In finance, a haircut refers to the reduction applied to the value of an asset for the purpose of calculating the capital requirement, margin, and collateral level. In other words, it is the difference between the amount of a loan given and the market value of the asset to be used as collateral for the loan. The value reduction is expressed in the form of a percentage.
A haircut can also be referred to as the complement of the loan-to-value ratio (when added together, they make 100%). For example, when central banks lend money to commercial banks, the central bank asks for collateral. However, it will apply a haircut – a reduction in the value of the collateral. Let’s say, an asset worth $1 million at market price, given a haircut of 30%, would only be sufficient to collateralize a loan for $700,000. By devaluing the assets provided as collateral, the lender gets a cushion, a measure of risk protection to defend against market value drops.
The level of haircut is decided by the level of risk surrounding the loan. The level of risk is determined by considering all factors that may result in a drop in the market value of the collateral. Some of the variables that can influence the amount of a haircut include interest rates, creditworthiness, and the collateral’s liquidity.
Other definitions of a Haircut
A haircut can also be referred to as the difference between the buying and selling price of a stock share, bond, futures or options contract, or any other financial instrument. The difference is generally the handling fee for the transaction.
In common financial jargon, a haircut is also used to describe a financial loss on an investment. To “take a haircut” corresponds to accepting or receiving less than what was owed.
Variables affecting the amount of haircut
The lender needs to consider the amount of risk he would face in the event of not being able to sell the asset (collateral) for a sufficient amount of money in case of default by the borrower.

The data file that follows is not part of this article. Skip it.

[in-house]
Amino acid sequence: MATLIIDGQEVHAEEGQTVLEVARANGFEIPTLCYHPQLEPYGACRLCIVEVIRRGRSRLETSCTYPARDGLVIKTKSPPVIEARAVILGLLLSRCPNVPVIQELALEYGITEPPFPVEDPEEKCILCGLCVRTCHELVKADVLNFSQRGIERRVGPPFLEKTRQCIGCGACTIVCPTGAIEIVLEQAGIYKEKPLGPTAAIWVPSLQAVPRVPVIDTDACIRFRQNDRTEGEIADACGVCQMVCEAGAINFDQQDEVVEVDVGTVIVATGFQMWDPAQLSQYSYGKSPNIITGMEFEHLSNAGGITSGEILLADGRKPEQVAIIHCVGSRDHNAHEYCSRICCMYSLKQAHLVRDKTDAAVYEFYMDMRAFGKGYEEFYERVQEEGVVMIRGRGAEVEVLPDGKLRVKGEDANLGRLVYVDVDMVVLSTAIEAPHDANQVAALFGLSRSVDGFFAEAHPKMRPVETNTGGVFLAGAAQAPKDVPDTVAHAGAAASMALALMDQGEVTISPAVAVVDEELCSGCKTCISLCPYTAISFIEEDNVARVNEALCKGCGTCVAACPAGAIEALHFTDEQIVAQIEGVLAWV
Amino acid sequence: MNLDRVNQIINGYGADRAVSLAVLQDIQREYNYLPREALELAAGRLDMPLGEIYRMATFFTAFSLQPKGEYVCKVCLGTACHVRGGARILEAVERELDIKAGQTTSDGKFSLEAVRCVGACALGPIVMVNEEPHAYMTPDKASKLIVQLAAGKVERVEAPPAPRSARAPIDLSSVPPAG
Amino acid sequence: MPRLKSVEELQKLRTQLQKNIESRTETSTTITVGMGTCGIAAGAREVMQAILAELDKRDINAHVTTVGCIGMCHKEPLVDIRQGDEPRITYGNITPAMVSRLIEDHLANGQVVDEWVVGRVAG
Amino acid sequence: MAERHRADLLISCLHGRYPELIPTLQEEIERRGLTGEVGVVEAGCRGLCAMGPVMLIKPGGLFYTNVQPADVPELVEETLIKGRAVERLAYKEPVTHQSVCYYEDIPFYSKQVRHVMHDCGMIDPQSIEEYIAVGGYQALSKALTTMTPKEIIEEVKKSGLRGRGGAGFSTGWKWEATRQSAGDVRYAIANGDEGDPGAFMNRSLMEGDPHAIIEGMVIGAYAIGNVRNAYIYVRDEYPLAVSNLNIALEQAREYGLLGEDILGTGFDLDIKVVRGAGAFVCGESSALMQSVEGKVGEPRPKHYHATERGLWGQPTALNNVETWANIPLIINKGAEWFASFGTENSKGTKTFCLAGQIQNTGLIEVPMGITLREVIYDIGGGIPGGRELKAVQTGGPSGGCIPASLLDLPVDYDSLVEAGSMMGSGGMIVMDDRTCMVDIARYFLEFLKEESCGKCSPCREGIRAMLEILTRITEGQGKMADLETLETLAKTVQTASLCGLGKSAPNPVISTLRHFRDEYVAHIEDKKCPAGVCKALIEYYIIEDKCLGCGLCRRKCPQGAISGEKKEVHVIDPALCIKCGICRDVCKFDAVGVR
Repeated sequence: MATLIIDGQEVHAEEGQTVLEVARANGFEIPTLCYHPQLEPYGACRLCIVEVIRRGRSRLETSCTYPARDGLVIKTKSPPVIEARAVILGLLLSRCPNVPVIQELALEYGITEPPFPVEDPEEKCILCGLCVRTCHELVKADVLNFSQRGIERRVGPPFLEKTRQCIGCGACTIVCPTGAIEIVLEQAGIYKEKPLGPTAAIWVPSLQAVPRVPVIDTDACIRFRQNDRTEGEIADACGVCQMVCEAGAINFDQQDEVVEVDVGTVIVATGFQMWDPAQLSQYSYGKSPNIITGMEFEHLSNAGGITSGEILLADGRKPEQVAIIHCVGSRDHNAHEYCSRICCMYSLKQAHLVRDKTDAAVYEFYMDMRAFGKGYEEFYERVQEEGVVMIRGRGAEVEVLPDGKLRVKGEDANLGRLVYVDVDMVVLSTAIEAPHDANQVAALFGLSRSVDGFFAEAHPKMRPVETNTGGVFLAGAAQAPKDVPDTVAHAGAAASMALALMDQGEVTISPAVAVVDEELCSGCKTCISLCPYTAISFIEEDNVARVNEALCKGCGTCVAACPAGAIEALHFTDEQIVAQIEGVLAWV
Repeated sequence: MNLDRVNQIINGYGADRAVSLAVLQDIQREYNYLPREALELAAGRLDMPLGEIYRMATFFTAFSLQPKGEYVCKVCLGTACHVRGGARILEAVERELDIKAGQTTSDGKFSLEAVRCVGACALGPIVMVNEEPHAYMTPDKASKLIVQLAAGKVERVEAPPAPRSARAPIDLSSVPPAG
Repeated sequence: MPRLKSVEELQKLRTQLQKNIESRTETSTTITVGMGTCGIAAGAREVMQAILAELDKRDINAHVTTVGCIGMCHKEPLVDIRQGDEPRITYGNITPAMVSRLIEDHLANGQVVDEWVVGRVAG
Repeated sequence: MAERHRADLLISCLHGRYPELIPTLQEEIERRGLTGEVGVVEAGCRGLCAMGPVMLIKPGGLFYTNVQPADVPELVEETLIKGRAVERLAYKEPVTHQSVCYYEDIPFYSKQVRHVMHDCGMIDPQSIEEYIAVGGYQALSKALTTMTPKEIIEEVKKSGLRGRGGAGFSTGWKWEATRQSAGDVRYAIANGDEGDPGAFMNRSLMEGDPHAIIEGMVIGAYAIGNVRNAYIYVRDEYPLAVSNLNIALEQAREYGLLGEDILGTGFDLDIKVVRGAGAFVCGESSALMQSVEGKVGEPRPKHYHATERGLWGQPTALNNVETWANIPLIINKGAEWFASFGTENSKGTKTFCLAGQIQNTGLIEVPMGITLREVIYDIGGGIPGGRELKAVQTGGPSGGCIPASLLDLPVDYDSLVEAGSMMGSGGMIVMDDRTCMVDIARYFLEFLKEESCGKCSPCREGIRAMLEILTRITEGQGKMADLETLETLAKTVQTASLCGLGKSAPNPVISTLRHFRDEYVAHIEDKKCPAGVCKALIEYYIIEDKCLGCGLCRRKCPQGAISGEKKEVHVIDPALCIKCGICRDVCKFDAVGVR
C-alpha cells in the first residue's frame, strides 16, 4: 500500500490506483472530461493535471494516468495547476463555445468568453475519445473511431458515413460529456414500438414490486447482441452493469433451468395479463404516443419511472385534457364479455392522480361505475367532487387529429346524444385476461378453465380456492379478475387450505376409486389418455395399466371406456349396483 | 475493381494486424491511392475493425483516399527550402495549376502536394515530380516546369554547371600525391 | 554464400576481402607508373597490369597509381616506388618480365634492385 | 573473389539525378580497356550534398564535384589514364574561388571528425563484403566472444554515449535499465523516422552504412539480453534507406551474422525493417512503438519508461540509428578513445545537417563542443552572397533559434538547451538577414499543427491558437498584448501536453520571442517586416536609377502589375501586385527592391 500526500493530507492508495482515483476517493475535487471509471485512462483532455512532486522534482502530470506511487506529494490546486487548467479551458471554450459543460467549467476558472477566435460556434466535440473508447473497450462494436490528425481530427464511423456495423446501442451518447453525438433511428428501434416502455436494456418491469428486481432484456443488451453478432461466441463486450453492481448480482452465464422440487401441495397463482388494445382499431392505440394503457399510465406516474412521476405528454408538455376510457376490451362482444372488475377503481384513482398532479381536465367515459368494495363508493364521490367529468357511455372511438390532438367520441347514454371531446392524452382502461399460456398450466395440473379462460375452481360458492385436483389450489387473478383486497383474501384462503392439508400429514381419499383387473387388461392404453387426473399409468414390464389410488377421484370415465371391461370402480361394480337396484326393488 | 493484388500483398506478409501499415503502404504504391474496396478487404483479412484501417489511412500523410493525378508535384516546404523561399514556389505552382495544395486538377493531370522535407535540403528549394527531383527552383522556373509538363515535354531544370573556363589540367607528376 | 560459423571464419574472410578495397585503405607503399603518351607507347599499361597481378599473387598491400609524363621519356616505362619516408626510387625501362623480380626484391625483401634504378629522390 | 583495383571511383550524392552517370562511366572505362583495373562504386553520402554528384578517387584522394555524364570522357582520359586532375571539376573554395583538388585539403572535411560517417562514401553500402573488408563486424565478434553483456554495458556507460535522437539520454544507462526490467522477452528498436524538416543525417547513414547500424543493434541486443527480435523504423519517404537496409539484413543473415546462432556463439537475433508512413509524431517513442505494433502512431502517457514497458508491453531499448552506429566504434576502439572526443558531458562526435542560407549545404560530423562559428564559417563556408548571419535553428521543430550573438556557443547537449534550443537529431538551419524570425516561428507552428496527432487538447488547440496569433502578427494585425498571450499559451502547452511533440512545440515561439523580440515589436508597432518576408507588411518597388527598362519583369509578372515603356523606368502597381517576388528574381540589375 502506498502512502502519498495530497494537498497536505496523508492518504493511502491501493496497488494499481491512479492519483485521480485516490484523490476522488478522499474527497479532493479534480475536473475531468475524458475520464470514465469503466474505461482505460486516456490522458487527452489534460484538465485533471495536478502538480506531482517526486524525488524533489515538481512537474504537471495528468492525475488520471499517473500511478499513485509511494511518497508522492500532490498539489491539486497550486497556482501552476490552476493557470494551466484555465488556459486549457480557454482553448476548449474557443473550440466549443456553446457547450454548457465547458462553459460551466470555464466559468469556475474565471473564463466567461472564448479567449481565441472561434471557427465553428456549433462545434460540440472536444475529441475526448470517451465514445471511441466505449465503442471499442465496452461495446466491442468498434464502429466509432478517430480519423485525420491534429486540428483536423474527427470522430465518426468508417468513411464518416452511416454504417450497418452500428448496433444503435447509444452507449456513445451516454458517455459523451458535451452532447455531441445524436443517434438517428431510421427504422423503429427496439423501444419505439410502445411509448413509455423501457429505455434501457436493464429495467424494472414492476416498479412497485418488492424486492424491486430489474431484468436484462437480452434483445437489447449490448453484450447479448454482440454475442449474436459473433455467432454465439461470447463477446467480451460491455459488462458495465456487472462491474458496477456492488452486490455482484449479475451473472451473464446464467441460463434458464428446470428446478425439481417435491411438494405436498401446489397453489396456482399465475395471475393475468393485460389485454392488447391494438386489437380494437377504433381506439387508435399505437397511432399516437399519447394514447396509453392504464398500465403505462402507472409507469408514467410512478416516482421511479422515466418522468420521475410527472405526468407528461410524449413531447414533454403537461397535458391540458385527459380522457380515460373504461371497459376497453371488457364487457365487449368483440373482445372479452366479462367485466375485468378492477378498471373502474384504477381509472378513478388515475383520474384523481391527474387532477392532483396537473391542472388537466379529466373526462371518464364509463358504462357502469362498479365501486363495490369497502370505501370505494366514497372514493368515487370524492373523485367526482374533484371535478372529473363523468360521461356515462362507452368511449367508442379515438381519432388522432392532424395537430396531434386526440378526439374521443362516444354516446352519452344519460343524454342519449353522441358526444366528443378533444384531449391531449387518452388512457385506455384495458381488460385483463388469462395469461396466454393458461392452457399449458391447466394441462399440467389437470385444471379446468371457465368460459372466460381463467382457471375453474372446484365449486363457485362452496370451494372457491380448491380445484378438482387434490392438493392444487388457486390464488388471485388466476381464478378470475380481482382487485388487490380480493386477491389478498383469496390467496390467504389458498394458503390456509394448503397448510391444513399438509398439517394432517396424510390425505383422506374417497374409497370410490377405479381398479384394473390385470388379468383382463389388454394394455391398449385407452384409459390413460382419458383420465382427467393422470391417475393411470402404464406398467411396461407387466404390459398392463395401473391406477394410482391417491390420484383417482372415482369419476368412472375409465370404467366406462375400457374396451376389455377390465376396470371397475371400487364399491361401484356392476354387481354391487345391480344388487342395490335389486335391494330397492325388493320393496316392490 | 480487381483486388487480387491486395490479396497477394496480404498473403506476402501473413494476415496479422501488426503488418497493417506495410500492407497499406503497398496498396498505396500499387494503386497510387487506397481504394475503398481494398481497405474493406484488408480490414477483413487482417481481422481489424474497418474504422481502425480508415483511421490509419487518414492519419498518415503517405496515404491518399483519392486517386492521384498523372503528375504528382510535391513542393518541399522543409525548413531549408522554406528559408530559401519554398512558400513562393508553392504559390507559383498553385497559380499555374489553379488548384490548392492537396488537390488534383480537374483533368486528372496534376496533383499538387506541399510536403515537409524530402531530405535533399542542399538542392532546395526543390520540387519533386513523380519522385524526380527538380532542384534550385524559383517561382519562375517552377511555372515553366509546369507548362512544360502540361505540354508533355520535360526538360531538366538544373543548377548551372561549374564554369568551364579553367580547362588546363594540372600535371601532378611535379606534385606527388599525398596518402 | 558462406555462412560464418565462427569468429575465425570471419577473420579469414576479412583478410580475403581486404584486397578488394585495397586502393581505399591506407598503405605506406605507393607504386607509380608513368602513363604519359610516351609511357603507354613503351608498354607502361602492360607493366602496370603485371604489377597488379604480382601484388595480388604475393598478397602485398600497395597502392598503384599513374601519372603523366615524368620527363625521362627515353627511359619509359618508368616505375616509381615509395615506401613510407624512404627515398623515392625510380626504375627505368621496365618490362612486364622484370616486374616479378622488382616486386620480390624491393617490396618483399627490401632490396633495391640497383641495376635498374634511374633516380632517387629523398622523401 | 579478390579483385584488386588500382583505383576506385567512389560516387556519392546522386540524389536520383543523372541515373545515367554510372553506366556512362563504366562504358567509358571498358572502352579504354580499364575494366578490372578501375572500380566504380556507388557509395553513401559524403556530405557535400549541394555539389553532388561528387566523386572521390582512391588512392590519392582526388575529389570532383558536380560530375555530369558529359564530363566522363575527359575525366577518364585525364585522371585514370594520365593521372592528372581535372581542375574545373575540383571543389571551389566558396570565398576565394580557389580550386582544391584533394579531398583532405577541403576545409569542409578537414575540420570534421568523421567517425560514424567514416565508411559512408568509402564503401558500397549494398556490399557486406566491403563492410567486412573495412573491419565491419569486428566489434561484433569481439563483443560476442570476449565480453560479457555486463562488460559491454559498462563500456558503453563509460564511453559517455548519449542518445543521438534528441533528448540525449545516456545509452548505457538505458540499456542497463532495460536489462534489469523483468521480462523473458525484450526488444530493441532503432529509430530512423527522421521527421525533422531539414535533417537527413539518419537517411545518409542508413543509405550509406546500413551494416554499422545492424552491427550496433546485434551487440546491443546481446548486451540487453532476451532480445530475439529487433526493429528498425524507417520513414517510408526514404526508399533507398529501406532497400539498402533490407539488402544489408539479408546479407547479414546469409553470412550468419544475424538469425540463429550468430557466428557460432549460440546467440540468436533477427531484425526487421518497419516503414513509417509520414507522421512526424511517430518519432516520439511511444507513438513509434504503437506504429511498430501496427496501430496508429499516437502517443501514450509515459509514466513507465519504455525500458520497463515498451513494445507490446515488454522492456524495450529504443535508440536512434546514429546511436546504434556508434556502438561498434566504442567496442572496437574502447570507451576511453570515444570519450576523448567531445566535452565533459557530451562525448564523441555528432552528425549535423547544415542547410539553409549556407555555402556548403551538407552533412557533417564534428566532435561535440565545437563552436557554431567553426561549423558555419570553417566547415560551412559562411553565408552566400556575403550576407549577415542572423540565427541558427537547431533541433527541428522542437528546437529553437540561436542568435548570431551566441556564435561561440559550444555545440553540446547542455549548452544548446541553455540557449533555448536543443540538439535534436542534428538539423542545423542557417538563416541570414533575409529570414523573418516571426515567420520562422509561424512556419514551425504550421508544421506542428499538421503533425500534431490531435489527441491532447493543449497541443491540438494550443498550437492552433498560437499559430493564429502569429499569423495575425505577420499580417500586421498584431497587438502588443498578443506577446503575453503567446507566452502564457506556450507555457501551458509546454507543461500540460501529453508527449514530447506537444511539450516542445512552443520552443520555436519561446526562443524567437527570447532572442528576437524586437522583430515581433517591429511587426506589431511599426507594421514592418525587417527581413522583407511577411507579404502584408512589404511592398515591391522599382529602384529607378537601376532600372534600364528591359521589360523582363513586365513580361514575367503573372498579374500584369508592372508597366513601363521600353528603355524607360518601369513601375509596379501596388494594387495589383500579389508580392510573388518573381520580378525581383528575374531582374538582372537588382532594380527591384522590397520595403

If the price of the asset is predictable, or there are less potential risks associated with it, the haircut will be lower. This is because the lender can be more certain that the loan can be recovered if they must liquidate the collateral. For example, government securities dealers commonly use T-bills for collateral when making overnight borrowing deals (repurchase agreements). In cases like this, the haircut is negligible because of the high level of certainty regarding the aforementioned (low) risk associated with T-bills.
On the other hand, when used as collateral, securities whose prices are highly volatile tend to have high haircuts.
The amount of haircut also depends on how liquid the collateral is. If the asset is highly liquid, then it will be easy to sell it quickly without any loss of value. Hence, a smaller reduction will be imposed. An asset which is much harder to sell for fair market value will carry a larger haircut. Government bonds are safe and liquid instruments. Hence, they carry a much smaller haircut as compared to other financial instruments.
Haircuts play an important role in facilitating many kinds of trades, such as repurchase agreements and reverse repurchase agreements.
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